On Brotherly Love, Part 2

(If you haven’t read part 1, here is On Brotherly Love, Part 1.)

Do you know what causes a white pine’s trunk – normally stick straight with branches fanning out like the rays of the sun – to diverge about halfway up the tree? You’ll notice once in a while, especially in the northern regions of the country, that some white pines actually appear to have two tops and a distinct “V” where the two divided.

A white pine, forked at the top.

It’s a porcupine. Porcupines live in dense white pine forests. They scramble like spiny little bears to the tops of the trees and often feast on the soft needles and bark at the terminal bud. When you remove the terminal bud at the very top of a tree while it’s growing, it creates a scar. But the tree finds a way to keep striving upward…just in two separate pieces.

My brother and I have seen our share of porcupines. The first one to gnaw at our bond was our mother.

When I left for college, my brother was about 12 years old. We spent the summer before I left actually getting closer. It seems the space we enjoyed in my late teenage years helped us leave some of the arguments of our childhood behind.

I think this one actually looks nicer.

The other thing that fueled our new appreciation for each other was a car. My first car, when I was almost 18. A blue heap of a 1989 VW Jetta purchased by my dad from my uncles’ VW shop. It leaked oil, mysteriously refused to start on occasion, overheated often, had no air conditioning, and was adorned by peeling, faded Pokemon stickers from the *first* time that Pokemon was a “thing”. But that car was freedom for my brother and I for the next year of my time at home.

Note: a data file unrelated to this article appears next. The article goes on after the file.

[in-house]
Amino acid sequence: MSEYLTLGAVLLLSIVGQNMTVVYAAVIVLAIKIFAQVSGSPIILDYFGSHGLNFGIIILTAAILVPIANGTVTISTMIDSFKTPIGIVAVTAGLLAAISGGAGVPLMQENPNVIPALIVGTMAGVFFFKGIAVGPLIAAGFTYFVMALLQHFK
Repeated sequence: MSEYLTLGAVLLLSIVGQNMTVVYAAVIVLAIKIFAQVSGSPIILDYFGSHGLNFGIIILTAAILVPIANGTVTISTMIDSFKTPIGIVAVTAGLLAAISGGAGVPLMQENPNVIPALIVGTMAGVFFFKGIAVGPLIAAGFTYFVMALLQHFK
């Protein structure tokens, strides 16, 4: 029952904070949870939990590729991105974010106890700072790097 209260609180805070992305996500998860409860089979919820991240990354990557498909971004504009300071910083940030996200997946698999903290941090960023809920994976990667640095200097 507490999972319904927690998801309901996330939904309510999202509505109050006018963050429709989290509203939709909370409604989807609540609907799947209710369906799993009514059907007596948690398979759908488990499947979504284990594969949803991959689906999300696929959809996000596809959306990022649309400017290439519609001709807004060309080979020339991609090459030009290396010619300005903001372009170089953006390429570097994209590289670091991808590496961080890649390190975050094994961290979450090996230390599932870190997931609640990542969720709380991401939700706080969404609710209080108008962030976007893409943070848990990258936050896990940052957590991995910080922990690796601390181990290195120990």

I would kidnap him on a Saturday or a day off school. My mom had to work most weekends, so we had our fair share of opportunity to disappear. I’d never tell him it was coming, just wake up and decide we’d go somewhere. We’d go see a movie, usually one he wasn’t really old enough to see. We’d go swimming at the local waterpark and had a trick to bypass the $30 admission fee. Sometimes we’d just drive and talk. One day, I got the crazy idea to drive hours away to the nearest Six Flags. In the days before the internet was in our pockets, I had no idea how much it cost to get in. When we arrived and it was $75 a person, we pulled a U-turn at the entrance gates and drove all the way back. Bitter, but laughing at our stupidity.

On one of my “kidnappings” to the Madison Zoo.

I realize now that this brief moment of spontaneity and camaraderie in our relationship is what made me the mom I am today. I can’t count how many times I’ve plotted something out in my head (a little more prepared now 20 years later), just to surprise my son with an adventure the next day. We make a regular habit of “Never Done It Days” where we try to pack in as many activities we’ve never done or places we’ve never been into a single day or trip. I even surprised him with a week-long vacation to Hawaii on Christmas day. Every simple act can be magic if you #1: Make it that way, and #2: Do it together. This IS who I am as a parent and as a person, and I credit my little brother for sticking with me while I figured it out.